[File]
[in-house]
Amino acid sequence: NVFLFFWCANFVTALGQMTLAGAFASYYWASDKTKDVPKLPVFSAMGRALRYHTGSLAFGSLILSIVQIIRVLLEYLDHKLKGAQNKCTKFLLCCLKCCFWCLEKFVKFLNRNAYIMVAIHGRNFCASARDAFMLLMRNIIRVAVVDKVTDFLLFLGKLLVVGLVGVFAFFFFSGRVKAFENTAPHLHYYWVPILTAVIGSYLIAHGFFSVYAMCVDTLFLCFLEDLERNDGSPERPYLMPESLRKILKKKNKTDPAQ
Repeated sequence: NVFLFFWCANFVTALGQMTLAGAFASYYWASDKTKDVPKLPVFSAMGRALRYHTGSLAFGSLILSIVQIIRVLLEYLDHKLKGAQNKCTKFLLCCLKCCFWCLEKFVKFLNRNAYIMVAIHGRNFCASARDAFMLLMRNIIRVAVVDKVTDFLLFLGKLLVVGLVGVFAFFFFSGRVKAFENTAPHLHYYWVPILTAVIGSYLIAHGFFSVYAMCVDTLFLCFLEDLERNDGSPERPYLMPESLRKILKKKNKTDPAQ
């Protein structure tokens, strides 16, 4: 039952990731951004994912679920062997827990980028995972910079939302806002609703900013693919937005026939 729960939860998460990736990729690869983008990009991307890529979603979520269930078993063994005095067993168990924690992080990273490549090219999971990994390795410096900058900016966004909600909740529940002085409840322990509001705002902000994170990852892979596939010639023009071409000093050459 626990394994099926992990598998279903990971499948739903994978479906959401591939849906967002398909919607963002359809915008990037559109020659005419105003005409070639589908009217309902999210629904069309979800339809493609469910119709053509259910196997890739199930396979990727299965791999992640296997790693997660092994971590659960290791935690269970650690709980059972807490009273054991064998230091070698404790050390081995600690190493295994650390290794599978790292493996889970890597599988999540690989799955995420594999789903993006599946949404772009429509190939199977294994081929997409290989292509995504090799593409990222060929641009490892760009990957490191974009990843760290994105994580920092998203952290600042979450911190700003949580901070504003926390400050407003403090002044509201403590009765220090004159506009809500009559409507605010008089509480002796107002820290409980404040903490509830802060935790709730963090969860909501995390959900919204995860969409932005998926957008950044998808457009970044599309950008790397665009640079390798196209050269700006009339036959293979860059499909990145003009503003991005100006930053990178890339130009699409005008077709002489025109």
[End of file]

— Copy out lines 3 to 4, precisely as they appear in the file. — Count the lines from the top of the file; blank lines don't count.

Repeated sequence: NVFLFFWCANFVTALGQMTLAGAFASYYWASDKTKDVPKLPVFSAMGRALRYHTGSLAFGSLILSIVQIIRVLLEYLDHKLKGAQNKCTKFLLCCLKCCFWCLEKFVKFLNRNAYIMVAIHGRNFCASARDAFMLLMRNIIRVAVVDKVTDFLLFLGKLLVVGLVGVFAFFFFSGRVKAFENTAPHLHYYWVPILTAVIGSYLIAHGFFSVYAMCVDTLFLCFLEDLERNDGSPERPYLMPESLRKILKKKNKTDPAQ
């Protein structure tokens, strides 16, 4: 039952990731951004994912679920062997827990980028995972910079939302806002609703900013693919937005026939 729960939860998460990736990729690869983008990009991307890529979603979520269930078993063994005095067993168990924690992080990273490549090219999971990994390795410096900058900016966004909600909740529940002085409840322990509001705002902000994170990852892979596939010639023009071409000093050459 626990394994099926992990598998279903990971499948739903994978479906959401591939849906967002398909919607963002359809915008990037559109020659005419105003005409070639589908009217309902999210629904069309979800339809493609469910119709053509259910196997890739199930396979990727299965791999992640296997790693997660092994971590659960290791935690269970650690709980059972807490009273054991064998230091070698404790050390081995600690190493295994650390290794599978790292493996889970890597599988999540690989799955995420594999789903993006599946949404772009429509190939199977294994081929997409290989292509995504090799593409990222060929641009490892760009990957490191974009990843760290994105994580920092998203952290600042979450911190700003949580901070504003926390400050407003403090002044509201403590009765220090004159506009809500009559409507605010008089509480002796107002820290409980404040903490509830802060935790709730963090969860909501995390959900919204995860969409932005998926957008950044998808457009970044599309950008790397665009640079390798196209050269700006009339036959293979860059499909990145003009503003991005100006930053990178890339130009699409005008077709002489025109």